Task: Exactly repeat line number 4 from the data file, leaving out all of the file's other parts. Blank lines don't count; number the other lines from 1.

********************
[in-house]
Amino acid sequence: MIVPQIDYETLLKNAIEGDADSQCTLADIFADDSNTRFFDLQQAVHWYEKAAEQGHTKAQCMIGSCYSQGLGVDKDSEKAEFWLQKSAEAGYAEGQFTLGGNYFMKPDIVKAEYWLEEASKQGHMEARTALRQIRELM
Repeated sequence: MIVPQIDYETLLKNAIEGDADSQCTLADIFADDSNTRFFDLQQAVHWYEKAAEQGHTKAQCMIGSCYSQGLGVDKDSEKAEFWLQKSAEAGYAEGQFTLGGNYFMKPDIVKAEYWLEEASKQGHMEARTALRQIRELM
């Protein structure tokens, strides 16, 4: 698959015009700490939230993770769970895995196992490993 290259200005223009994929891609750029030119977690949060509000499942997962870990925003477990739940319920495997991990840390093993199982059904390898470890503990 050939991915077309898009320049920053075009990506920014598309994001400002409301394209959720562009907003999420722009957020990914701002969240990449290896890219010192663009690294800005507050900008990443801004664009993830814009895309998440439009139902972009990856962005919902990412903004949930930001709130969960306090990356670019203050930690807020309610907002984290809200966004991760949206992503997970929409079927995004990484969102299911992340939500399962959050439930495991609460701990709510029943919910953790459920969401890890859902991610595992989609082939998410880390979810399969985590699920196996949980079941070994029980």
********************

């Protein structure tokens, strides 16, 4: 698959015009700490939230993770769970895995196992490993 290259200005223009994929891609750029030119977690949060509000499942997962870990925003477990739940319920495997991990840390093993199982059904390898470890503990 050939991915077309898009320049920053075009990506920014598309994001400002409301394209959720562009907003999420722009957020990914701002969240990449290896890219010192663009690294800005507050900008990443801004664009993830814009895309998440439009139902972009990856962005919902990412903004949930930001709130969960306090990356670019203050930690807020309610907002984290809200966004991760949206992503997970929409079927995004990484969102299911992340939500399962959050439930495991609460701990709510029943919910953790459920969401890890859902991610595992989609082939998410880390979810399969985590699920196996949980079941070994029980």